From the January 22, 2009 The American
January 22, 2009
by Jaime Daremblum
The irony could hardly be richer: Venezuelan President Hugo Chávez, the self-proclaimed "21st-century socialist" and "Bolivarian revolutionary," who has spent years nationalizing his country's oil fields and tormenting foreign energy firms, is now asking Big Oil for help. As The New York Times reported last week, Venezuelan officials "have begun soliciting bids from some of the largest Western oil companies," including Chevron and Royal Dutch/Shell. Chávez has grossly mismanaged his domestic energy industry, and the steep drop in oil prices has exacerbated the troubles facing Venezuela's national oil company, Petróleos de Venezuela (PDVSA). These factors, combined with the global economic downturn, have forced the anti-American, anti-capitalist radical to embrace the same companies that he once demonized.
Chávez's strength and influence have always been a function of his oil wealth, which he has used to fund left-wing populists throughout Latin America and launch a huge military buildup. He has purchased well over $4 billion worth of Russian arms and, according to The Washington Times, spent "more than $50 billion on neighboring nations." Now that oil prices have plunged, PDVSA is reeling, and Venezuela is mired in an economic crisis, the spending spree will have to be curtailed. Economic growth in Venezuela has slowed dramatically. The central bank says that annual inflation rose to nearly 31 percent in 2008, though some analysts believe the real figure is much higher. Either way, Venezuela now has the highest inflation rate in all of Latin America. Last Friday, Chávez announced that the government was seizing roughly 28 percent of the central bank's international reserves—some $12 billion—in order to deal with the economic slump.
The bad news for Venezuelans is that their president wasted an unprecedented opportunity during the oil boom and their economy is now in shambles. The good news for U.S. policymakers and democratic officials in Latin America is that Chávez will now have less ability to foment political strife abroad and undermine regional democracies. His stature has been diminished, and his popularity at home has fallen. As CIA Director Michael Hayden said last week, the massive decline in oil prices could mean "real trouble" for Chávez.
Unfortunately, the Venezuelan leader is trying to prolong his presidency indefinitely. He is pushing for a constitutional amendment that would abolish term limits for elected officials and allow him to pursue reelection to a third term in 2012. (His earlier attempt to eliminate presidential term limits was defeated by voters in a December 2007 referendum.) Venezuelans will vote on the proposed amendment next month. It represents another naked power grab by Chávez, and has sparked fierce protests. As the Associated Press has noted, Venezuelan police officers "used tear gas, plastic bullets, and a water cannon" to disperse a recent anti-Chávez demonstration by university students in Caracas.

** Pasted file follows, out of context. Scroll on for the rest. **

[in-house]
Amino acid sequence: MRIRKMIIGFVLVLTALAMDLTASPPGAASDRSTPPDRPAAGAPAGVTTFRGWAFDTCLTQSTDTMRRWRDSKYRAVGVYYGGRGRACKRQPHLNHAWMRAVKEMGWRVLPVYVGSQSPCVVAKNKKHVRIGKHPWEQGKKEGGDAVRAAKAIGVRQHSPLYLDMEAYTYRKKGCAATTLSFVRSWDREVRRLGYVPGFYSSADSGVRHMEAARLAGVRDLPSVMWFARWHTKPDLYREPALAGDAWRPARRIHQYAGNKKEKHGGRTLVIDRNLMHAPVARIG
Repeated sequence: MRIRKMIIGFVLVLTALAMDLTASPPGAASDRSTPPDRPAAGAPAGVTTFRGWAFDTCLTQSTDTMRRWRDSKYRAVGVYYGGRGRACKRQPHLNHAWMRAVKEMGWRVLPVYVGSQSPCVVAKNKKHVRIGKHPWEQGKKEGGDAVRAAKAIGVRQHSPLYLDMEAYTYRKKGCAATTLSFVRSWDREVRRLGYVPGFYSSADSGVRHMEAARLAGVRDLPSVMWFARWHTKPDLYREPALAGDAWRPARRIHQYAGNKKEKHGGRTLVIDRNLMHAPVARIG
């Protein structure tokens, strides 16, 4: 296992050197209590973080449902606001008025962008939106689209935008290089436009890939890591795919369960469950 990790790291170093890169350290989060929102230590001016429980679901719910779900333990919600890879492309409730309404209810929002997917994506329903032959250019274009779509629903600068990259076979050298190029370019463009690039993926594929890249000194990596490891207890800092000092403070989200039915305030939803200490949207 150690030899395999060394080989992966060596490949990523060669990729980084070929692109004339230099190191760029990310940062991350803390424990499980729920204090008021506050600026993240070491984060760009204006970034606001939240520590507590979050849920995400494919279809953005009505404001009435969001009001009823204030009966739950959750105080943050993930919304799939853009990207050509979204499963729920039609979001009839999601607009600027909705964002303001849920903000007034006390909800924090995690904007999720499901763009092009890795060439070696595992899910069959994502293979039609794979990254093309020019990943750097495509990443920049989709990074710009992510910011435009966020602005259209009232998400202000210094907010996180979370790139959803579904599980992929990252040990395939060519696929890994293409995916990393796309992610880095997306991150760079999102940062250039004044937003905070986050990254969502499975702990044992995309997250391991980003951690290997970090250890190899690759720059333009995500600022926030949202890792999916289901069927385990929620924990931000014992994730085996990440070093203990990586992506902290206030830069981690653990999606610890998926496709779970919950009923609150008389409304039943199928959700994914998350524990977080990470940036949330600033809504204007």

Obviously, the United States has more than just a moral interest in the preservation of Venezuelan democracy. Oil-rich Venezuela is among the most strategically significant countries in the Western Hemisphere. It shares lengthy borders with Brazil and Colombia. Under Hugo Chávez, Venezuela has become the principal source of hemispheric instability. The Chávez regime has frustrated U.S.-led efforts to promote greater regional cooperation on trade and other issues. It has aided the leftist FARC terrorists in Colombia. It has also embraced Russia and Iran. In November, Moscow agreed to help Chávez build a nuclear reactor. Meanwhile, Tehran and Caracas have signed a series of strategic agreements, and Hezbollah, the Iranian-backed terrorist group, has established a presence in Venezuela. This past June, the U.S. Treasury Department accused the Venezuelan government of "employing and providing safe harbor to Hezbollah facilitators and fundraisers."
If Chávez succeeds in demolishing the remaining checks on his power at a time of severe economic pain, it could trigger large-scale political turmoil and violent unrest. The potential for serious bloodshed is very real, especially when you consider that Caracas has already become the murder capital of Latin America, if not the world.
The referendum vote will take place on February 15. It will be a critical moment for Venezuelan democracy. Should Chávez get his way, the consolidation of a virtual dictatorship could be unstoppable. Over the coming weeks, Venezuelan democracy activists and anti-Chávez protesters will continue to be harassed by government security forces. Western journalists and human rights groups must not let this violence and intimidation go unreported or unchallenged. As the fate of their political system hangs in the balance, Venezuelan democrats deserve the close attention and robust support of the outside world.
Ambassador Jaime Daremblum is a Hudson Institute Senior Fellow and directs the Center for Latin American Studies.
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